When my brothers were big enough to hang out with RC Airplane guys in the park, I was kept away from this activity by parents who did not believe that a little girl had any business flying model airplanes. OK, maybe I was not just a girl at the time, but also too young to participate in such a hobby.
Not any more!
This generation of electric planes rocks! The two models hanging from my ceiling are styrofoam planes that come RTF (Ready to Fly) and that means you have everything you need in the box. The little HobbyZone Sport Cub is only about 2' wide, so I can take it just about anywhere. Like it's big brother the Super Cub, it has SAFE technology. This means that it can fly itself for a little while if the pilot gets confused or distracted.
My friend's plane, a Sportsman S+ not only has the SAFE technology, but also creates a virtual fence which prevents it from flying farther than he can see, and an auto land feature, which if set up correctly lets him push one button and the airplane returns to the runway and lands in the same place it took off.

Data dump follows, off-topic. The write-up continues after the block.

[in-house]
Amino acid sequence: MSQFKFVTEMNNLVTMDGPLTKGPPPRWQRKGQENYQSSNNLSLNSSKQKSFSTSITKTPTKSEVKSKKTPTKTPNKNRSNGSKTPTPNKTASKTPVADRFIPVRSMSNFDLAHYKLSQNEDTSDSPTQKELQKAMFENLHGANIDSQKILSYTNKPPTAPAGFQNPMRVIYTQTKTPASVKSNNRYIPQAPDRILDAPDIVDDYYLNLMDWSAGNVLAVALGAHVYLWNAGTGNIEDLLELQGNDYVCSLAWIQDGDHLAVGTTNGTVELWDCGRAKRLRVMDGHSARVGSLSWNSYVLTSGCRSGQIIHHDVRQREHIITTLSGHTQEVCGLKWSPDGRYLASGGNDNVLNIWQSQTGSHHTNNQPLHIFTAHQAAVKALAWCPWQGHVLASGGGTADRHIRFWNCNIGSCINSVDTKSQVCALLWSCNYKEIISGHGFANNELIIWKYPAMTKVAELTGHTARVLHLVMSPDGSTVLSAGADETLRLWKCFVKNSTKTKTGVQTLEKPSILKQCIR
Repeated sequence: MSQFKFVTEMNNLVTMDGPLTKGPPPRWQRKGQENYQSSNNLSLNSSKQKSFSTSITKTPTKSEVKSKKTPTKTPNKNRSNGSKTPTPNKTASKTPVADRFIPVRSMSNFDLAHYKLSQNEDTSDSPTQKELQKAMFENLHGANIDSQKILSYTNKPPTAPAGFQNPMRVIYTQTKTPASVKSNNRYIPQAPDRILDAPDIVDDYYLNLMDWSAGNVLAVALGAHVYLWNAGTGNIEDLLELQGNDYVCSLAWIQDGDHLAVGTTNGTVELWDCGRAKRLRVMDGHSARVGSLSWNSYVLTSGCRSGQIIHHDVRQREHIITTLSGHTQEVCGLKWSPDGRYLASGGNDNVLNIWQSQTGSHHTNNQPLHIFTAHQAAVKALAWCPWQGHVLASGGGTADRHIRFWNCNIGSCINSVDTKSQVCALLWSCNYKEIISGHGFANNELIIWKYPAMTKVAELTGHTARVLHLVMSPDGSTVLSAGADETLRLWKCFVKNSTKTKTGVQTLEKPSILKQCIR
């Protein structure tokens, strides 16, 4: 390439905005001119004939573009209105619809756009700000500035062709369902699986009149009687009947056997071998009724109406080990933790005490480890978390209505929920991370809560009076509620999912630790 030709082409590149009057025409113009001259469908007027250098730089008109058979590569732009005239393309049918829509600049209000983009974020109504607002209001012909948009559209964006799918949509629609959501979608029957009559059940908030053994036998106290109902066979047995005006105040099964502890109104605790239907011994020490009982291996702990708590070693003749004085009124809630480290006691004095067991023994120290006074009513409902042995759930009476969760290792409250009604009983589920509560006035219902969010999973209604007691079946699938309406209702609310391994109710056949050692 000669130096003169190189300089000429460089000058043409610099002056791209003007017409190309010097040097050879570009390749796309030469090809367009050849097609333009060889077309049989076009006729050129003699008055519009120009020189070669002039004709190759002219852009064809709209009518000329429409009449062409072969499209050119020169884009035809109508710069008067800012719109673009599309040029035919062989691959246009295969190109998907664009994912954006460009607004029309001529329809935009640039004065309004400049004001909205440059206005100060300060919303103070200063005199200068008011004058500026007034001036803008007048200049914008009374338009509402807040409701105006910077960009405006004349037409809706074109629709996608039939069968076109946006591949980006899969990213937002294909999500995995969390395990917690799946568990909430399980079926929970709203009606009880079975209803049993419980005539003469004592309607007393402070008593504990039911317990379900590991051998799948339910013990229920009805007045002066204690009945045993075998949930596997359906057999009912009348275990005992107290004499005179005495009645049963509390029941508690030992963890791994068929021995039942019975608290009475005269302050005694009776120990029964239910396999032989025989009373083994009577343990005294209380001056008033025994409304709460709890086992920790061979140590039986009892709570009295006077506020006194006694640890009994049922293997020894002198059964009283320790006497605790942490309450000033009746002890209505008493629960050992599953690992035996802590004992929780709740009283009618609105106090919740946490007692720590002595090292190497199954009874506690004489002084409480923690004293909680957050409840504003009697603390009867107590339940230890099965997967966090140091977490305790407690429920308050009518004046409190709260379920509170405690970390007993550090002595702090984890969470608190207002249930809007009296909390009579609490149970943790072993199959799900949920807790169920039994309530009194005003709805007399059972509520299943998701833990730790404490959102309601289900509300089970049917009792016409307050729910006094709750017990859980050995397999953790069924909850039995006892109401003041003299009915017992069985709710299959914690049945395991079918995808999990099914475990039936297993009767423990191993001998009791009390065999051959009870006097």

If you are interested in learning to fly a model airplane, it is a very good idea to buy a flight simulator first. I use Real Flight 7.5 which is not exactly like flying the planes for real, but it lets me crash a thousand times without hurting my toys. It is also a good idea to start out with a foamy because you can make a lot of mistakes and it is kind of hard to break the Styrofoam even if you crash. If it does break, you can patch it up with scotch tape and hot glue most of the time.
The flight simulator costs about $150 and a small plane with SAFE costs between $100 and $400. Membership in the AMA, required for membership in most RC clubs costs $70/year and club memberships vary from $40-$75 where I live. So it is not a cheap hobby, but is now more affordable at entry level than it used to be, and much, much cleaner and easier to learn.